Overview: Any lingering doubters out there about the Hurricanes? Didn’t think so.

Miami ran its record to 10-0 in the ACC, dominating the Tar Heels in a game that was one in name only. Bigger, older and tougher, Miami ran roughshod over North Carolina at home, drilling the Heels on offense and frustrating them on defense.

In uproariously topsy-turvy and unpredictable season, Miami may be one of the nation's few reliable teams.

Turning point: Tipoff. Seriously. Kenny Kadji hit a 3-pointer, setting the tone for what was to come. The Hurricanes led 13-2 early and never looked back.

Key player: Shane Larkin. The Miami guard is the prototype for the new model point guard, a guy who can score (18 points) and create (nine assists). He is equal parts nimble and smart, a deft ball handler but a savvy distributor as well and the engine for a pretty well-oiled Hurricanes machine.

Key stat: The Hurricanes owned the box score but really made the difference beyond the arc. Miami, which had a season high of 11 3-pointers coming into the game, swished 10 in the first half and finished with 15.

Miscellaneous: Midway through the first half, the BankUnited Center crowd stood up collectively and whipped out camera phones. Why? LeBron James and Dwyane Wade were in the house. Yes, the Hurricanes have officially arrived. James didn’t want to talk. “Nah, it’s my day off," he told This was Miami’s first win at home against North Carolina since Jan. 4, 2003.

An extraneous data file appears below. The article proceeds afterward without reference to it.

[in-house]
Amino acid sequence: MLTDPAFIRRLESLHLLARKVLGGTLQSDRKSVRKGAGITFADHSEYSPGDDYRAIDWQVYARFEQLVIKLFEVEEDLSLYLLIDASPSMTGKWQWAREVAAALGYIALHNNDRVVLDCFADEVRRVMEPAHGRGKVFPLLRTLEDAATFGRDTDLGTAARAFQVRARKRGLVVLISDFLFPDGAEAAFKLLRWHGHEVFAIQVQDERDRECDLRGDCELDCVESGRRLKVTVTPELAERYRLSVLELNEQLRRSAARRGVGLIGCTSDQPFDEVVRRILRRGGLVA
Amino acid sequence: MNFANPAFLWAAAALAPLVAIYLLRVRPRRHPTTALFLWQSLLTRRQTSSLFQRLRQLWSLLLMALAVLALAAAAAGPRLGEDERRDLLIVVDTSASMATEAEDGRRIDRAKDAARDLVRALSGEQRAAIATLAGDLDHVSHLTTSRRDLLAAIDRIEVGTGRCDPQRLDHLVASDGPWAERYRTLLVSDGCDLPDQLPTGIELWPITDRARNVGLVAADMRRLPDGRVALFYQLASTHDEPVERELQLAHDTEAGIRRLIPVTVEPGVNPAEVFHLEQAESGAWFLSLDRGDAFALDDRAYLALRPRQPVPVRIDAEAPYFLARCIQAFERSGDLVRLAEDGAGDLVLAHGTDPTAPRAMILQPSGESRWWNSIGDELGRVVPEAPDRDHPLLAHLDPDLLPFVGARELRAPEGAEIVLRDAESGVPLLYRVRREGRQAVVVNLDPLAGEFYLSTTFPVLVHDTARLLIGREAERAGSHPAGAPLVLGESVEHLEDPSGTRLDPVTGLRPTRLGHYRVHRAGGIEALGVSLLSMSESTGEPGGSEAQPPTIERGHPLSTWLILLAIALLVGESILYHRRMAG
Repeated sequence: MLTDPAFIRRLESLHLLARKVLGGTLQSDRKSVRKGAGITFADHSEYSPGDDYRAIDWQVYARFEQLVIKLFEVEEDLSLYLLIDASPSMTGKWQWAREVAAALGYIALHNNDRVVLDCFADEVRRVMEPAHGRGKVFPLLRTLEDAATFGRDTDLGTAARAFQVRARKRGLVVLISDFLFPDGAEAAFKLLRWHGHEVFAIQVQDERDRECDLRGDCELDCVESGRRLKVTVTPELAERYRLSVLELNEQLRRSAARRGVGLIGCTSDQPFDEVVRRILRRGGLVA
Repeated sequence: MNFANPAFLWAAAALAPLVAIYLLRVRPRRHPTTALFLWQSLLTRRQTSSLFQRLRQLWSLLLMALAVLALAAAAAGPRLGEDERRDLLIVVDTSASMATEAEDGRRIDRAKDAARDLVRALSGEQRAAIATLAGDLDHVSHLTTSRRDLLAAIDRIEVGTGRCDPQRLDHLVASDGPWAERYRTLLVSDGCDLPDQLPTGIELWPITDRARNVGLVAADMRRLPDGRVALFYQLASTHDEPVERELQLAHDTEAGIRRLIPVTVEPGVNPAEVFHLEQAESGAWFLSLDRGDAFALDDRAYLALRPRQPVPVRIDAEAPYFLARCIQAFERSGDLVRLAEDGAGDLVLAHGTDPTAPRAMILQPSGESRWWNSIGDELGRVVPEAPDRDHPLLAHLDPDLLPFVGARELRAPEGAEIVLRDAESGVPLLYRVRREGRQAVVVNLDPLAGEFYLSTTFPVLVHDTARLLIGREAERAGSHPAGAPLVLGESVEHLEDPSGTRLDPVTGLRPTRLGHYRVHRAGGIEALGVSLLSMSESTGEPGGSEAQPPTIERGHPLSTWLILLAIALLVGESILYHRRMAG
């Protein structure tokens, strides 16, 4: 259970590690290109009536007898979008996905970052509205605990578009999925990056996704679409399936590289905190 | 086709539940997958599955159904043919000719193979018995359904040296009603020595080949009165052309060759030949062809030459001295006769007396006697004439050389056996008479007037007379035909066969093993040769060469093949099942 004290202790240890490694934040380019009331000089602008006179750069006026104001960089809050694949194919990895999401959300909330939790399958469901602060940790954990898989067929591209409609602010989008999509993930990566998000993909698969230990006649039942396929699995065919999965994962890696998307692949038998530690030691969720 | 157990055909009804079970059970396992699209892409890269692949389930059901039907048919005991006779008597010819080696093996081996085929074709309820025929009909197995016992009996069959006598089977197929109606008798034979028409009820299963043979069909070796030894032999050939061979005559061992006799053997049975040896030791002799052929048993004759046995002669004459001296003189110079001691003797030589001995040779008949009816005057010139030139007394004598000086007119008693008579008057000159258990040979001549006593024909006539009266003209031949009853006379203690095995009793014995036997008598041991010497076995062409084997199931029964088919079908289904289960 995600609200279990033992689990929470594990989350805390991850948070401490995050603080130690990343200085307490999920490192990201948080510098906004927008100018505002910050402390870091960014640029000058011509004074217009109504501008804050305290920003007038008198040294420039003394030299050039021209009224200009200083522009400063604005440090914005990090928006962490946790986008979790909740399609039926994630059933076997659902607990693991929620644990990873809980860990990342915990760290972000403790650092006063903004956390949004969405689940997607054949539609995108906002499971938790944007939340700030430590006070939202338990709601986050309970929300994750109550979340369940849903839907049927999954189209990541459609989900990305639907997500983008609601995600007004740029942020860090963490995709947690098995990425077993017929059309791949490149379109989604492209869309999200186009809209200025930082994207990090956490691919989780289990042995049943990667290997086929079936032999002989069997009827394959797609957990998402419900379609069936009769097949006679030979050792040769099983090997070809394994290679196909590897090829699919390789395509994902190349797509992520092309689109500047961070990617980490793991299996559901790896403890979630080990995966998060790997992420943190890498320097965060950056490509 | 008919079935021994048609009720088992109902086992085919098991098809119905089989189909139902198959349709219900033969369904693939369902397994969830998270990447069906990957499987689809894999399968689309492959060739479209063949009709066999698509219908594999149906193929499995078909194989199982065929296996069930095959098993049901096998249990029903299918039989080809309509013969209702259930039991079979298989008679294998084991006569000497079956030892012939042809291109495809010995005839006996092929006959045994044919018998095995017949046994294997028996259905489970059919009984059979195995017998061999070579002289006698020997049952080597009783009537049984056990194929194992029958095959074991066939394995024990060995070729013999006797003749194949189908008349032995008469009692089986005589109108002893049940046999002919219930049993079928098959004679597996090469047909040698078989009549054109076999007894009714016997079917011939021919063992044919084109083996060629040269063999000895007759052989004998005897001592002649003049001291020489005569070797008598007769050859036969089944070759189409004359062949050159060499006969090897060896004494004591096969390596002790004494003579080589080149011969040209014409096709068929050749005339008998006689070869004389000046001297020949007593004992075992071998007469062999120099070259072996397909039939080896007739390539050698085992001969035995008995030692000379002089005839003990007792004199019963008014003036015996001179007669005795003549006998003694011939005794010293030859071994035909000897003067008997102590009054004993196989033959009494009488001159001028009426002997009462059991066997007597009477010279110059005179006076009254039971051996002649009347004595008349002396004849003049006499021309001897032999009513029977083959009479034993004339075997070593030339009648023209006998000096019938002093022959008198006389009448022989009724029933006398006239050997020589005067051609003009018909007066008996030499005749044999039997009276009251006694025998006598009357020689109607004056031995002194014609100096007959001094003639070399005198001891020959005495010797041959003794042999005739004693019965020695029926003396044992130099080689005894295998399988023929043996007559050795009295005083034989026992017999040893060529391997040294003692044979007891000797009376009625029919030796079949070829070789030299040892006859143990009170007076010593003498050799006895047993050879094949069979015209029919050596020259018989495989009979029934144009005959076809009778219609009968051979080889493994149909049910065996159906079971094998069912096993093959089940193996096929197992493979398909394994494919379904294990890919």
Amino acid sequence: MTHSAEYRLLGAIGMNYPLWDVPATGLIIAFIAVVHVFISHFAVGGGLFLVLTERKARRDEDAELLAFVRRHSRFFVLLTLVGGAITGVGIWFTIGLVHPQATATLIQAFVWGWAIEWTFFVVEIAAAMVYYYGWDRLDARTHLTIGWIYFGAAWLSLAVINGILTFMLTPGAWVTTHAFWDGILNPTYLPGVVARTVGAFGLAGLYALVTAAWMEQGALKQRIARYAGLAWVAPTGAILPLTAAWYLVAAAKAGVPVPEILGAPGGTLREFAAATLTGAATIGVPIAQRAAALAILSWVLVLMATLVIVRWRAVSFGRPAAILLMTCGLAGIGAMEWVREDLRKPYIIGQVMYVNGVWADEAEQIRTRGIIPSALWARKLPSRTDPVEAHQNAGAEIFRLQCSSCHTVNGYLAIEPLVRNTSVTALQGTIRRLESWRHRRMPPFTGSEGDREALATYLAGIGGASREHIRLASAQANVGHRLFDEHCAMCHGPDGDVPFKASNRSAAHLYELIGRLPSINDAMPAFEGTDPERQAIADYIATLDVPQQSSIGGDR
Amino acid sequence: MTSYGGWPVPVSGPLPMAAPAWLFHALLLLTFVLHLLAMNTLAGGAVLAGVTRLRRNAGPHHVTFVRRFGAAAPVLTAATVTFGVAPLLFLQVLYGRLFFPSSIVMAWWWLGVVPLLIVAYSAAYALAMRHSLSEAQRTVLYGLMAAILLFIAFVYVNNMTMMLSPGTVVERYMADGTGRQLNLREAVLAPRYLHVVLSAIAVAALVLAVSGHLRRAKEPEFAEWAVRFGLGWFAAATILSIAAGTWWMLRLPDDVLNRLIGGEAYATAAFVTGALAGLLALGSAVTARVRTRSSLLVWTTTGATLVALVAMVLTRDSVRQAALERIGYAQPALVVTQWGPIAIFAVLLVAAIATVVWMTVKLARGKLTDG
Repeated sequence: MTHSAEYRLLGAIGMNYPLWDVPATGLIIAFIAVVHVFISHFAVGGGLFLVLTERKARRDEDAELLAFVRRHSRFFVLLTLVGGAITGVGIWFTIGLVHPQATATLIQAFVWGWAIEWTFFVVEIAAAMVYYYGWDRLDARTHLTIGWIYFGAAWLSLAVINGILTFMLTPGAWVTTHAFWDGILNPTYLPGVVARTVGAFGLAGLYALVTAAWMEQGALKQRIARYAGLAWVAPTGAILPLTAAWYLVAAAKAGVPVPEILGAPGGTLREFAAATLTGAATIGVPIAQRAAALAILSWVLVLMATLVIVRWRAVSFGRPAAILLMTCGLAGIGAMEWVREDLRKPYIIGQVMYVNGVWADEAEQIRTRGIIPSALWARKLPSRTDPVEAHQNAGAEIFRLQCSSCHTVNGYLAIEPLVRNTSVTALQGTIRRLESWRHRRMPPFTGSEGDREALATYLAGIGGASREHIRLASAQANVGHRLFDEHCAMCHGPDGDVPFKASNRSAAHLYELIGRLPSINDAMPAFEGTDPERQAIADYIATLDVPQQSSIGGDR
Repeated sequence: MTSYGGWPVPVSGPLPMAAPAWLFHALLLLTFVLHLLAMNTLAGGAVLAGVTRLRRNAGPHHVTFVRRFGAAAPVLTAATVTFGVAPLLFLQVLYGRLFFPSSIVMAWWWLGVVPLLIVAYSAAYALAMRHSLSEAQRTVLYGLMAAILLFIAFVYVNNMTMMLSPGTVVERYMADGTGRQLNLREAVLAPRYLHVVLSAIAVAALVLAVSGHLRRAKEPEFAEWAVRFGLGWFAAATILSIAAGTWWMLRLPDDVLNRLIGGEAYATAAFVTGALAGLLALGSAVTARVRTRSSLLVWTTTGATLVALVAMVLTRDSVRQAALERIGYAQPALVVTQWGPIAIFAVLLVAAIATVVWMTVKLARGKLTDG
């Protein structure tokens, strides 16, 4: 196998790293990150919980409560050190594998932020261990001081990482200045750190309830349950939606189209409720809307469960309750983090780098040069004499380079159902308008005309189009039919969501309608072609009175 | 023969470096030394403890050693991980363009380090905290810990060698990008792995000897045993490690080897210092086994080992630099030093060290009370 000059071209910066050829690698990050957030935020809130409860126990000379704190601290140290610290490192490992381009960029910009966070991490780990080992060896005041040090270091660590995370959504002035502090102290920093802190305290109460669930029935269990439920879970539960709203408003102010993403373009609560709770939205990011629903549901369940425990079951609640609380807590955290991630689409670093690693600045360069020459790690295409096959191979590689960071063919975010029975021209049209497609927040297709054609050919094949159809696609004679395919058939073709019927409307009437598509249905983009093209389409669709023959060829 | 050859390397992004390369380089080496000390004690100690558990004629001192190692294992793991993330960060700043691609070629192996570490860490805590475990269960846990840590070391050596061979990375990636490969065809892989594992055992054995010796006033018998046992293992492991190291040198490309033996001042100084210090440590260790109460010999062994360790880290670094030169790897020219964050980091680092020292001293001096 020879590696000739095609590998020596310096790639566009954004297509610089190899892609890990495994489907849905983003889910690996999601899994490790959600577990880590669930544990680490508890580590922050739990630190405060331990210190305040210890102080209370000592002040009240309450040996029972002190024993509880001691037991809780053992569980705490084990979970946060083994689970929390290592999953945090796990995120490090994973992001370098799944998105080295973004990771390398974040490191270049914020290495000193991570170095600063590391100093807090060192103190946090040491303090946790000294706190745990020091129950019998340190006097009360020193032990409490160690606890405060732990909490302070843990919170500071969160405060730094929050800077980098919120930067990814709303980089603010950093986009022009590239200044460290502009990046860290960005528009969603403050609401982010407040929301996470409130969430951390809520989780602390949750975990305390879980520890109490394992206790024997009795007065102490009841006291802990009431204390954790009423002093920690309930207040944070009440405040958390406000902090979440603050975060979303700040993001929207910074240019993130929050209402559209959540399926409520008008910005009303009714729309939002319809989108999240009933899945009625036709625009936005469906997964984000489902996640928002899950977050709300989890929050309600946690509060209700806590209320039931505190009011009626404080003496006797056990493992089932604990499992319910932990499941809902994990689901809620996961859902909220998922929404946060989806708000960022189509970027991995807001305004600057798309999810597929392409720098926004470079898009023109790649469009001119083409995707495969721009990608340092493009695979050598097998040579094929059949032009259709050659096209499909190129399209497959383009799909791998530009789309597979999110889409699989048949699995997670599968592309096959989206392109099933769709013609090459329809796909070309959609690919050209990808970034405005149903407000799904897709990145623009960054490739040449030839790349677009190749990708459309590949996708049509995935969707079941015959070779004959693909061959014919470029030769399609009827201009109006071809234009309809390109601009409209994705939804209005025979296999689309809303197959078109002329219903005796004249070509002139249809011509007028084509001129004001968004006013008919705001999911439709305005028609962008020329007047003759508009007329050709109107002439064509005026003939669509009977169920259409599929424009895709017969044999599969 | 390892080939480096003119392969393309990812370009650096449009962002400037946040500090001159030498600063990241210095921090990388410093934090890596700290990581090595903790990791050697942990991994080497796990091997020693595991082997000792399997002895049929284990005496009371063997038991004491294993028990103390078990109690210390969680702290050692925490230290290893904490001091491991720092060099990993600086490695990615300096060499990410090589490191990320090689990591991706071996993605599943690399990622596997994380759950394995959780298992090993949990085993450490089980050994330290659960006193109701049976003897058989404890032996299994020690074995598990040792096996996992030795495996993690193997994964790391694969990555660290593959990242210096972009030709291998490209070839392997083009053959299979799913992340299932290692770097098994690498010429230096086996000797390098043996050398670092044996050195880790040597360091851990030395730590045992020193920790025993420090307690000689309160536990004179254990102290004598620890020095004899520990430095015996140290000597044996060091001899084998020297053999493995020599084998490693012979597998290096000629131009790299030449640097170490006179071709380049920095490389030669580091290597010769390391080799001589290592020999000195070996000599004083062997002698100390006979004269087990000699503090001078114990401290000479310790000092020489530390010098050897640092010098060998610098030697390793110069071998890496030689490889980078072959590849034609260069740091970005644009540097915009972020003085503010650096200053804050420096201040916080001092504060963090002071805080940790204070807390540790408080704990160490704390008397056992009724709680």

Next game: From the "you’ve got be kidding me" annals of scheduling cruelty, the Tar Heels head to Duke on Wednesday for the first of its two annual tap dances with the Blue Devils. Miami has something of a rivalry game too, but not quite like UNC. The Hurricanes are next at Florida State on Wednesday.

Miami at UNC: What to watch

January, 10, 2013
CHAPEL HILL, N.C. -- Monday, the day after North Carolina lost its ACC season opener at Virginia, coach Roy Williams asked his assistants to identify the team’s main problem.

They all gave different answers. And the same thing happened when the question was posed to the players.

Thus, it isn’t surprising that Williams himself offered a lengthy list of improvements he wants his 10-4 squad to make, preferably beginning with Thursday night's game against Miami.

“I’d like to have more inside scoring," he said, “and I’d like to get to the free throw line more. I’d like our big guys to turn it over less. I’d like us to be more consistent shooting the ball from the outside. I’d like to handle dribble penetration better.”

Miami, which has been tested by one of the nation's toughest schedules, will in turn test all of those things. The 10-3 Hurricanes will continue to be without big man Reggie Johnson, who is expected to miss another six weeks with a broken thumb. But they are now 3-2 since he was injured, and are trying to replace his double-double average with a plethora of players.

“The whole key for us offensively is to just have good balance, to have different guys step up and make shots for us," Miami coach Jim Larranaga said. “The other day against Georgia Tech it was Rion Brown. Often is the case [that] Shane Larkin and Durand Scott are our leading scorers. But Kenny Kadji can really shoot the ball well, and in Julian Gamble's first start against Hawaii he scored 16 points and had 13 rebounds. … Trey McKinney Jones is shooting the ball very well. He's been in double figures most games.